A SEP IRA can be a great retirement plan option for the self-employed and small business owners. It allows employers to put money away for retirement in an account that individual employees can fully control.
SEP stands for Simplified Employee Pension. The account can be an extremely useful savings and tax planning vehicle for a small business owner. As the business gets larger, however, SEPs have some pitfalls to watch out for.
How a SEP IRA works
At its core, a SEP IRA is a traditional IRA. Instead of an individual making contributions directly, however, their employer contributes funds into the account. Once the funds are in the account, the employee manages the account, and it follows the same investment, distribution, and rollover rules as a traditional IRA.
Opening a SEP IRA is, as the name implies, very simple. Most banks and brokerages offer a preapproved prototype plan that meets the IRS standards. The IRS also offers business owners the option of using its own model SEP or a custom plan. Employers must provide all pertinent information about the SEP to employees. Then the business owner can open individual accounts for each participant.
The deadline for opening a SEP IRA is the due date of the business’s income tax return. SEP IRA contributions are deductible as a business expense on corporate tax returns. People who are self-employed and don’t file a corporate tax return can deduct contributions on their individual tax return.
Individuals will pay taxes on their withdrawals, just as with a traditional IRA. There’s also a 10% penalty for withdrawals before you're 59 1/2 years old, and required minimum distributions starting at 72 years old.
The investment options in a SEP IRA account will depend on where the account is held. Most brokerages will allow account holders to buy and sell most securities and financial instruments the account holder wants, including stocks, bonds, ETFs, mutual funds, money market funds, and CDs. The IRS prohibits derivative trades with undefined or unlimited risk in qualified plans like a SEP IRA, but a broker may impose additional restrictions on options trading as well.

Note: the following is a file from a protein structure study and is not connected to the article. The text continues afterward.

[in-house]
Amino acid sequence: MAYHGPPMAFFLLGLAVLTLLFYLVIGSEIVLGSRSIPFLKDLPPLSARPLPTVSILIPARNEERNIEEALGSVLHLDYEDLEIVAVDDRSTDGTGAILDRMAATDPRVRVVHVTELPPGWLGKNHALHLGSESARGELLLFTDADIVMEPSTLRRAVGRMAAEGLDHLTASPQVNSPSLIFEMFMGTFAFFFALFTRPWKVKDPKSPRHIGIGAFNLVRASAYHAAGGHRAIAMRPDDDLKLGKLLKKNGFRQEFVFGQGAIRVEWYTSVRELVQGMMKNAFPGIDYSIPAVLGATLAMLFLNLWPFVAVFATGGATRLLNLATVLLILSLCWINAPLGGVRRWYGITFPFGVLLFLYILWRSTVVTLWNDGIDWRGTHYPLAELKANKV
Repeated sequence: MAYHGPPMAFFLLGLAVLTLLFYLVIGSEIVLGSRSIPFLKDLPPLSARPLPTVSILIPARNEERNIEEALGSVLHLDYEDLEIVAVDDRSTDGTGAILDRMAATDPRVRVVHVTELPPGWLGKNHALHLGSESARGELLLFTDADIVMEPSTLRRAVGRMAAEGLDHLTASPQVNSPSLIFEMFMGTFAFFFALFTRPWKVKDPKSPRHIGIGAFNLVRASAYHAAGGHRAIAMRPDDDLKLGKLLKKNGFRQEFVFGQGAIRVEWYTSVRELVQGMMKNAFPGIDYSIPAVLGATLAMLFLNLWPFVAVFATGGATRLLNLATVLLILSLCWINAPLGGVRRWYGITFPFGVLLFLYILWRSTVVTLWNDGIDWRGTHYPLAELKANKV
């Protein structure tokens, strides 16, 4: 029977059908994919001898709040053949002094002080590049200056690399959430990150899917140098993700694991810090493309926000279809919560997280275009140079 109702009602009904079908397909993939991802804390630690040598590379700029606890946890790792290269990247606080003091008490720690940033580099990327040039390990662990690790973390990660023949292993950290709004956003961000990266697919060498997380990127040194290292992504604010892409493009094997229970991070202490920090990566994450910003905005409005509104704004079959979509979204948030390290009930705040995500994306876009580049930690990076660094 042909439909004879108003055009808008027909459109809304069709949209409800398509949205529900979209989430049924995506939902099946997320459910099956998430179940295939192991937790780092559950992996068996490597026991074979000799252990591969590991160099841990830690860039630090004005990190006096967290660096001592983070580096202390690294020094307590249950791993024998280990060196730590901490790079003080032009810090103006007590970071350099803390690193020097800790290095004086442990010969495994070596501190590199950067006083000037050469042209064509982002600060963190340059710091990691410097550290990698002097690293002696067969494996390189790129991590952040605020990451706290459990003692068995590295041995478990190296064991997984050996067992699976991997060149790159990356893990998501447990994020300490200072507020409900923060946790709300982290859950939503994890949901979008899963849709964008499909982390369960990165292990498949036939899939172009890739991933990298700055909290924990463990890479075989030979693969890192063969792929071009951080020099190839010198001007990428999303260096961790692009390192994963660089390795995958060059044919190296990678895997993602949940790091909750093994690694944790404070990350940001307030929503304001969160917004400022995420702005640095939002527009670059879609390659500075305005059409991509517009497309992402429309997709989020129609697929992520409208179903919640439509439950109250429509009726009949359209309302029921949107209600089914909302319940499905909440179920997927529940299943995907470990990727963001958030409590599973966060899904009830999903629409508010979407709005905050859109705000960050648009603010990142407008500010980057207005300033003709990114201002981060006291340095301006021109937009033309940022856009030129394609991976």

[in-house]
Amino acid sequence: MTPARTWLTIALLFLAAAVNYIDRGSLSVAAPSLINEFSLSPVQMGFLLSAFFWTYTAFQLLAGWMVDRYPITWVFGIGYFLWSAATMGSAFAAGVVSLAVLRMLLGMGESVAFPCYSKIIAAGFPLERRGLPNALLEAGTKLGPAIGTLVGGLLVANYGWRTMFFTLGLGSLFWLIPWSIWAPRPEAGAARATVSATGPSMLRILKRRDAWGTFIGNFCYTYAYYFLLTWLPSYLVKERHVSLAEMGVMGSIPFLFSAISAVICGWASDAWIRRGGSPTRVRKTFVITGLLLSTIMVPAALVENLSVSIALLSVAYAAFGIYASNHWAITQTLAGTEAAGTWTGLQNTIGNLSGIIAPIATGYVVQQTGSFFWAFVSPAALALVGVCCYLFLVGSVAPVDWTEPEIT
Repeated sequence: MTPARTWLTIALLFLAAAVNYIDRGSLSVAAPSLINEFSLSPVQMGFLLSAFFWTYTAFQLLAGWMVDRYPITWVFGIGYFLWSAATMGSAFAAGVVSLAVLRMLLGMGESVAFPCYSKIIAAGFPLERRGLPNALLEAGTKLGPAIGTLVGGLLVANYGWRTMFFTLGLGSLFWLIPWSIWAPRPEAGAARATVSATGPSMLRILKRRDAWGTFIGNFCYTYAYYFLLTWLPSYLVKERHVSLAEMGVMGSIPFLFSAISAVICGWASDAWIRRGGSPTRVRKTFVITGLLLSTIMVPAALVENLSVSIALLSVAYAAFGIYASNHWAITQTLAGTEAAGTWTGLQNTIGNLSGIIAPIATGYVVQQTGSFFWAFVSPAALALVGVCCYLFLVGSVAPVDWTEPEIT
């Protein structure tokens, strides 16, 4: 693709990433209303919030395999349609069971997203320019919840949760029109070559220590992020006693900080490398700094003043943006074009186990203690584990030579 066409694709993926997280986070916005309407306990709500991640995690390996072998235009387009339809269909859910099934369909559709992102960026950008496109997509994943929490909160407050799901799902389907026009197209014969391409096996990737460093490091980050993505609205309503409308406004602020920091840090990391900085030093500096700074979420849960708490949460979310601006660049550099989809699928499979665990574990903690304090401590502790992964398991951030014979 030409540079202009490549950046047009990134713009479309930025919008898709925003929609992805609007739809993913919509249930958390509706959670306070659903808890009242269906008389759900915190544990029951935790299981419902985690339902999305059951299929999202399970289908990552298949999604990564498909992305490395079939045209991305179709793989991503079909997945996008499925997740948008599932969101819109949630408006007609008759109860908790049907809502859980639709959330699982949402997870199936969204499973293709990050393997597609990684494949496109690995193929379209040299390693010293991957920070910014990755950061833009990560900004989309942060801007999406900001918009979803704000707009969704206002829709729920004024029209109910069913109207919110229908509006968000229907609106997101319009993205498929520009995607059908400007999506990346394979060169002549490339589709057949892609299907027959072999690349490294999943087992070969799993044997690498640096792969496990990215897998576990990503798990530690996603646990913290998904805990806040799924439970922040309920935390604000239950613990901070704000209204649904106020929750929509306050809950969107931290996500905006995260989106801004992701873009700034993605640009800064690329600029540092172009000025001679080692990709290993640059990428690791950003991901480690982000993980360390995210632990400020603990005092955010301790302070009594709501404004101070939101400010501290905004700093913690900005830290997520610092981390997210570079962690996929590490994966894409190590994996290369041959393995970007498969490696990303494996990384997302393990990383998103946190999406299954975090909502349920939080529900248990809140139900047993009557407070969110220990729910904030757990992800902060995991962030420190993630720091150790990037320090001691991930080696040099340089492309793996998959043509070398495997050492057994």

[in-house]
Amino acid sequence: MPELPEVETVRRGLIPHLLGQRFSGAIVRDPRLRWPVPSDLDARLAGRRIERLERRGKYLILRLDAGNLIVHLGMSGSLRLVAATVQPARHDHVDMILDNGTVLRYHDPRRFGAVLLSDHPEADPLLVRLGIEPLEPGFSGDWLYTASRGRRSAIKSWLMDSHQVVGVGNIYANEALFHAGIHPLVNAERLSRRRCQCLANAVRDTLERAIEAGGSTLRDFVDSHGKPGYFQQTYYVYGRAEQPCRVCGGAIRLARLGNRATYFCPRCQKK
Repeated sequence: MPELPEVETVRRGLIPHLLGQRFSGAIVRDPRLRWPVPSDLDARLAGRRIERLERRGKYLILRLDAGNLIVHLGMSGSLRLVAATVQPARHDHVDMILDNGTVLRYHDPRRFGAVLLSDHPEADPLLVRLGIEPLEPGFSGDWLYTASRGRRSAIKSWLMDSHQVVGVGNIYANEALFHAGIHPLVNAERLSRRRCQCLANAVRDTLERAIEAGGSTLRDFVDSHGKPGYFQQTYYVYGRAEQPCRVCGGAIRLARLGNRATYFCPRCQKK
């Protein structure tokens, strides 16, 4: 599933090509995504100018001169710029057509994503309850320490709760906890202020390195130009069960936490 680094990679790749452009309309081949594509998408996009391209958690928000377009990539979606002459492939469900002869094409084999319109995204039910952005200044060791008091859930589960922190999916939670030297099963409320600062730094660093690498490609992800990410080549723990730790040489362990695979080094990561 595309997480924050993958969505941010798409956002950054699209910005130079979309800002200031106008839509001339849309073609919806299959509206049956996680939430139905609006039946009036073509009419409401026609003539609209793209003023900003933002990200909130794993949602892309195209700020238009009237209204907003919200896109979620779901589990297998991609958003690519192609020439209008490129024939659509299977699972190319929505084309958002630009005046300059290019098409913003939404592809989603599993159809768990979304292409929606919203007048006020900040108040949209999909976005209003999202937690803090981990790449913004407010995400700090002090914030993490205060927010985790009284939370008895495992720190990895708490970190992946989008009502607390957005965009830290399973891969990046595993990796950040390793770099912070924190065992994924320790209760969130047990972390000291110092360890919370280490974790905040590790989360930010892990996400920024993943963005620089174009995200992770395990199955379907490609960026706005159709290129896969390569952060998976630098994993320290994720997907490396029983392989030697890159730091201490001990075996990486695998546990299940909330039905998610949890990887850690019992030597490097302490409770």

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SEP IRA eligibility
You are eligible to establish a SEP IRA if you’re self-employed or a small business owner.
Eligibility for each employee is determined by the plan details. The IRS stipulates that an employee must be included in the plan if:
- They’re at least 21 years old.
- They have worked for the company in three of the last five years.
- They received at least $600 in compensation for 2020, or $650 in 2021.
An employer may set less strict requirements, but eligibility provisions must apply equally to all owners and employees. Those restrictions can be changed in the future, but must meet the minimum standards set by the IRS.
The ideal candidate for opening a SEP IRA is a small business owner with few employees, none of whom meet the eligibility requirement. It’s also a good option for owners with a few eligible employees and low compensation, and for highly compensated owners of single-person businesses.
This is because a SEP IRA is simpler and less expensive to set up and manage than a small-business 401(k) plan or other employer-sponsored retirement plan. But if a self-employed person has no employees, a solo 401(k) may be a better option for saving for retirement and tax planning. Many brokerages offer free solo 401(k) plans.
If a person makes enough money to max out a SEP IRA contribution limit from self-employment, they may choose it over an individual 401(k) plan. A SEP IRA, unlike a 401(k), doesn’t require the administrator to file form 5500 when assets surpass $250,000.
SEP IRA contribution limits
The contribution limit for a SEP IRA is the smaller of:
- 25% of compensation, or
- $57,000 for 2020 or $58,000 in 2021.
That’s a heck of a lot more than the $6,000 contribution limit for a traditional IRA, or $7,000 if you’re 50 or older.
The employer decides what percentage of compensation to contribute, and can change that election from year to year. It can even decline to fund the SEP plan for the year.
Compensation for salaried employees is straightforward. Whatever appears on an employee's W-2 Box 1 is their compensation. For sole proprietors, compensation is the net earnings from the business.
Importantly, contributions must be equal as a percentage of compensation for all participants. If an employer contributes 25% of their own compensation to the SEP, they must contribute 25% of each employee’s compensation to those respective accounts as well. That’s another reason SEPs are best for business owners with very few eligible employees.
If an employer contributes to a SEP IRA plan, it doesn’t prevent employees from opening their own separate traditional or Roth IRAs. However, participation in an employer-sponsored retirement plan may limit how much of their traditional IRA contribution is deductible. It may also limit their ability to contribute directly to a Roth IRA.
It’s also worth noting that participation in a SEP IRA may interfere with the backdoor Roth IRA. An individual 401(k) account will not affect the backdoor Roth IRA.